Since “The Life Aquatic With Steve Zissou,” an elaborate big-budget production (and a commercial disappointment) Mr. Anderson’s films have become more intimate. “He likes making films on a big emotional scale, but I think he does not like feeling the scale of the filmmaking,” said Scott Rudin, who has produced all his features since “The Royal Tenenbaums.” “He’s the author of every frame of the film, he’s not a guy who wants any of it out of his immediate purview.”
While Mr. Anderson’s reputation rests on this famous fastidiousness, “Moonrise Kingdom,” his first feature to be shot on 16-millimeter film, also represents an attempt — much like the India-set “Darjeeling Limited” — to bring his controlled universe into contact with an element of disorder and to make expressive use of real-world locations. “Everything out in nature was more documentary,” Mr. Anderson said of his approach to the exterior scenes. (Much of the movie was shot on Conanicut Island in Narragansett Bay, R.I., though the stuck-in-time setting was inspired by Naushon, an island near Martha’s Vineyard accessible only by ferry.)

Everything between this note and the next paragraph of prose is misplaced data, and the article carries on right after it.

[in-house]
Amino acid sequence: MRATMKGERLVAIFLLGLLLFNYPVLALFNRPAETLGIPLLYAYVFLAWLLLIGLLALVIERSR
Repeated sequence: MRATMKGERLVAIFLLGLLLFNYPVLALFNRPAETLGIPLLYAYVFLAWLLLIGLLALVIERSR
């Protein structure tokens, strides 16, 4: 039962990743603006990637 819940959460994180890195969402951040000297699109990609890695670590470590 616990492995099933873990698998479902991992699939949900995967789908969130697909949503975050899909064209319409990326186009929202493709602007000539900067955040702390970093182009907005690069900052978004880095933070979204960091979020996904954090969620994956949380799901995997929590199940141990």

“With these last few films there’s been an invitation to have a bit of the unknown,” Mr. Coppola said. “The heart of ‘Moonrise’ are these scenes of the children off on adventure, the feeling of them exploring nature.”
The plan was to be “as low-tech as possible,” said the cinematographer Robert Yeoman, who has worked with Mr. Anderson since “Bottle Rocket.” “We used more natural light, and it was a bit more run and gun.” Not that Mr. Anderson has grown any less fond of his visual trademarks: symmetrical compositions, wide-angle shots, swish pans. “There are times he can’t help himself,” Mr. Yeoman said. “You could be standing on top of a mountain, and you’d still see some of the signature motifs. That’s just how Wes sees the world.”